The Michael Manley Foundation, incidentally, has videotaped interviews with two other high-ranked JLP stalwarts who lauded Mr Manley for his championing the cause of the disadvantaged in our society, and imbuing the Jamaican people with a sense of self-esteem and consciousness of their rights and possibilities. Many of our professionals of humble origin who got free tertiary education under his watch are inclined to say: "If it weren't for Michael Manley ... ."

Enlightened persons in the society now argue that Mr Manley was decades ahead of his time. In doing so, they would usually refer to the raft of legislation to create a more just society, such as the great body of labour laws, the Status of Children Act, the repeal of such unjust laws as the Masters and Servants Act; measures like the Special Employment (Impact) Programme; the National Literacy Programme; the introduction of community health aides, which not only created employment for many of the marginalised poor, but also resulted in the improvement of health standards.

Not to mention the National Housing Trust (NHT), this has been in the forefront of allowing people to own their own homes. If it were not for the NHT, thousands of Jamaicans would still be wondering how to access the keys to their own home. No wonder every prime minister since then, including Mr Seaga, Bruce Golding and Andrew Holness, retained the NHT as part of their portfolio responsibility.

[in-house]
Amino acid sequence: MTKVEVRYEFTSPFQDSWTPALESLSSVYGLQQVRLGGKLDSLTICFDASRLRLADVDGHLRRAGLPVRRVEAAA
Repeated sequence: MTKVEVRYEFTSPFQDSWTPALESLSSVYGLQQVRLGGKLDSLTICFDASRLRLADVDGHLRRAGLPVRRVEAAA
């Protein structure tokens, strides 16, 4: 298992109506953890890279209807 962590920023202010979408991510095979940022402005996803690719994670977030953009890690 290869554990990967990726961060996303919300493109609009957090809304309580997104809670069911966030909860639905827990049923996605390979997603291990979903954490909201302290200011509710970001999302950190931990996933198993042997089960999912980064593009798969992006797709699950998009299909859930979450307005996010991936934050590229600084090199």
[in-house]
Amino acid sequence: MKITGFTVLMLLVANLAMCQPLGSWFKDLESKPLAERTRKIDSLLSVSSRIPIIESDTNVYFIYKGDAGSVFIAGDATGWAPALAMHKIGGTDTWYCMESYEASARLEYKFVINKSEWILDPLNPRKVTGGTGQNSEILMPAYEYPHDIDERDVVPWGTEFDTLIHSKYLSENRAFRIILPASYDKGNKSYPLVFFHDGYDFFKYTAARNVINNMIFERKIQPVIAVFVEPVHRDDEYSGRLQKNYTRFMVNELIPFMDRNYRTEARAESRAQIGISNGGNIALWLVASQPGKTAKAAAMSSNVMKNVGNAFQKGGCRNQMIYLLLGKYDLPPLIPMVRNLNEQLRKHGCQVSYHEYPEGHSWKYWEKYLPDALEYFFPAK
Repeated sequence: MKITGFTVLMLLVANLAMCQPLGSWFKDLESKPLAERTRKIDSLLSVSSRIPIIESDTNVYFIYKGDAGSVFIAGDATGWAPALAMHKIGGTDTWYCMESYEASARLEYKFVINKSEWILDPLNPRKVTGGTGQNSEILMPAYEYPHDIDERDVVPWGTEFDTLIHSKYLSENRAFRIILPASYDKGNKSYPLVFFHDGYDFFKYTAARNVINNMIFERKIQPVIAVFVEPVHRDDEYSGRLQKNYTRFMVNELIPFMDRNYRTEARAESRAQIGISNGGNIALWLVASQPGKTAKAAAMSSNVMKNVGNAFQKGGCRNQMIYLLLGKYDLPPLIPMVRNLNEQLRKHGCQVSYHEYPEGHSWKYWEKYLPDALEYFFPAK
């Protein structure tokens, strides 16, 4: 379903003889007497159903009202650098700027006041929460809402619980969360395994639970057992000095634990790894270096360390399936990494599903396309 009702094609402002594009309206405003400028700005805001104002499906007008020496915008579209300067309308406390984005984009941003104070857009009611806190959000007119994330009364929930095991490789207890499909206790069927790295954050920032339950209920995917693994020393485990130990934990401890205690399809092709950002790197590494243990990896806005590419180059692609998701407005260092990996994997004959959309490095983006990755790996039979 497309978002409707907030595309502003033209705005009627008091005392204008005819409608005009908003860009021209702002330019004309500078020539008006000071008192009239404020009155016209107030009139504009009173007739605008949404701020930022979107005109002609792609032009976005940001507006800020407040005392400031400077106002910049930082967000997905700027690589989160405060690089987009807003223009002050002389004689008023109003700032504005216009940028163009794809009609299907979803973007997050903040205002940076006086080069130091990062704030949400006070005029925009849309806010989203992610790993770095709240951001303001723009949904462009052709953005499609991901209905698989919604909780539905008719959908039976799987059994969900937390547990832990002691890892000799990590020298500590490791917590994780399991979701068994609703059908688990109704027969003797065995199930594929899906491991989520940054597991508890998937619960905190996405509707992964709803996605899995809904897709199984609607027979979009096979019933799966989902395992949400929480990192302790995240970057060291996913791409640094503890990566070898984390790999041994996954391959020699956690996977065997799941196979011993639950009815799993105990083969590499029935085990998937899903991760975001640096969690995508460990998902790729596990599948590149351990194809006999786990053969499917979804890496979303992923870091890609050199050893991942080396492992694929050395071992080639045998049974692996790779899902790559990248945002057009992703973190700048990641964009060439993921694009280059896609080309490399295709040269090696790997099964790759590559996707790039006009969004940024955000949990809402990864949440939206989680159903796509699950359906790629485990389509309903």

Mr Seiveright decorated his article with some dubious statistics. His time might have been better spent researching such matters, as the statistics of comparative emigration in the decades of the 1960s, 1970s and 1980s; life expectancy, infant mortality and child nutrition in the relevant periods; and the correlation between the controversial Special Employment (Impact) Programme and (a) significantly improved health indicators during its existence, and (b) food shortages alongside increased consumption and imports of basic foods that more poor people could afford while the Impact Programme lasted.

He may also find it useful to investigate the resistance to, and undermining of, the 1970s reforms and the opposition to progressive programmes of that period such as "putting work into Labour Day" and 'Eat What We Grow and Grow What We Eat'.

While at it, he could also research the impact of the G.C. Foster College of Physical Education and Sport, a gift to Jamaica under Michael Manley, from the government and people of Cuba, and, in particular, the placement of its graduates as coaches throughout Jamaica, and especially their contribution to the current global stature of Jamaica in track and field athletics.

If Delano Seiveright undertakes such research with an open mind, who knows, he may be the Seiveright who he is, and not the Seive(wrong) which he has become.

Delano Franklyn is an attorney-at-law and aide in the Office of the Prime Minister. Email feedback to and